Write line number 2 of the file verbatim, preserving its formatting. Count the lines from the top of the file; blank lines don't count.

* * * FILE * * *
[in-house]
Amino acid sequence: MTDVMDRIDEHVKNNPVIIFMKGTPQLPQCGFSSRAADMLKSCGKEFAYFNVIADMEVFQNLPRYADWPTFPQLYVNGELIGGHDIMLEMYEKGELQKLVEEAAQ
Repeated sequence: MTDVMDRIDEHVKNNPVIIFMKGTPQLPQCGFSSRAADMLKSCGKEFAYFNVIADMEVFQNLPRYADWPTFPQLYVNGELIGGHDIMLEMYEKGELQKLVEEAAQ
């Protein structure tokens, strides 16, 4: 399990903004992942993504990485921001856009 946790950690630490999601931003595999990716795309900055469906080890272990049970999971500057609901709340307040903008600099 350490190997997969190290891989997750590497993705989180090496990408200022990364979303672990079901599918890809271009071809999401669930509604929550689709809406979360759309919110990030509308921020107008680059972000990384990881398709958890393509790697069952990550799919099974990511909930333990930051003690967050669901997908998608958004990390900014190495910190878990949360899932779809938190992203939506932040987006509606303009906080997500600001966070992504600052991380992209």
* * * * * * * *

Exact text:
Amino acid sequence: MTDVMDRIDEHVKNNPVIIFMKGTPQLPQCGFSSRAADMLKSCGKEFAYFNVIADMEVFQNLPRYADWPTFPQLYVNGELIGGHDIMLEMYEKGELQKLVEEAAQ